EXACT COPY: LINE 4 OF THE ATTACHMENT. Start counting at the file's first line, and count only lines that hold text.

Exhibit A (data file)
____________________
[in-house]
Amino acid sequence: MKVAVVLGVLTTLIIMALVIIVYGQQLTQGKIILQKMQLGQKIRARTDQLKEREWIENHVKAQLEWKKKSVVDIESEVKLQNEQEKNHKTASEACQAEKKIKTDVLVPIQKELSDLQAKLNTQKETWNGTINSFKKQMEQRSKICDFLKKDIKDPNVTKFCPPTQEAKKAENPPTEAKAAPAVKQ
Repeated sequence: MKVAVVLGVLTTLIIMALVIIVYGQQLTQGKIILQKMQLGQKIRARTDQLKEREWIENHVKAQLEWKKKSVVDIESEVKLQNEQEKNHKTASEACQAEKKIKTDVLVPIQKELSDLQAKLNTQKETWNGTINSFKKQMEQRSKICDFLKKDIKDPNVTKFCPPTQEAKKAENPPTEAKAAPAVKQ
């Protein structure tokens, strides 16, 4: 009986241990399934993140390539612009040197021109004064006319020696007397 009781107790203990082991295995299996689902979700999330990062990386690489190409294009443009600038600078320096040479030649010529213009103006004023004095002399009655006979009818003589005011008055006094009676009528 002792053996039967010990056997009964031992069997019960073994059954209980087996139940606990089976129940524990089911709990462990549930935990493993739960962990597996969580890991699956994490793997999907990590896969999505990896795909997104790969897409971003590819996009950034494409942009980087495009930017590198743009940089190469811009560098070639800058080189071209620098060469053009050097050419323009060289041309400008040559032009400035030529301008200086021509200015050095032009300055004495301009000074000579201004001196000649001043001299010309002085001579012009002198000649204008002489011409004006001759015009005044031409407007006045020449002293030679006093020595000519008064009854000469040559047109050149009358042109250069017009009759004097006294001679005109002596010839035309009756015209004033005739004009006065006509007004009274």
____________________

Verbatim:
């Protein structure tokens, strides 16, 4: 009986241990399934993140390539612009040197021109004064006319020696007397 009781107790203990082991295995299996689902979700999330990062990386690489190409294009443009600038600078320096040479030649010529213009103006004023004095002399009655006979009818003589005011008055006094009676009528 002792053996039967010990056997009964031992069997019960073994059954209980087996139940606990089976129940524990089911709990462990549930935990493993739960962990597996969580890991699956994490793997999907990590896969999505990896795909997104790969897409971003590819996009950034494409942009980087495009930017590198743009940089190469811009560098070639800058080189071209620098060469053009050097050419323009060289041309400008040559032009400035030529301008200086021509200015050095032009300055004495301009000074000579201004001196000649001043001299010309002085001579012009002198000649204008002489011409004006001759015009005044031409407007006045020449002293030679006093020595000519008064009854000469040559047109050149009358042109250069017009009759004097006294001679005109002596010839035309009756015209004033005739004009006065006509007004009274």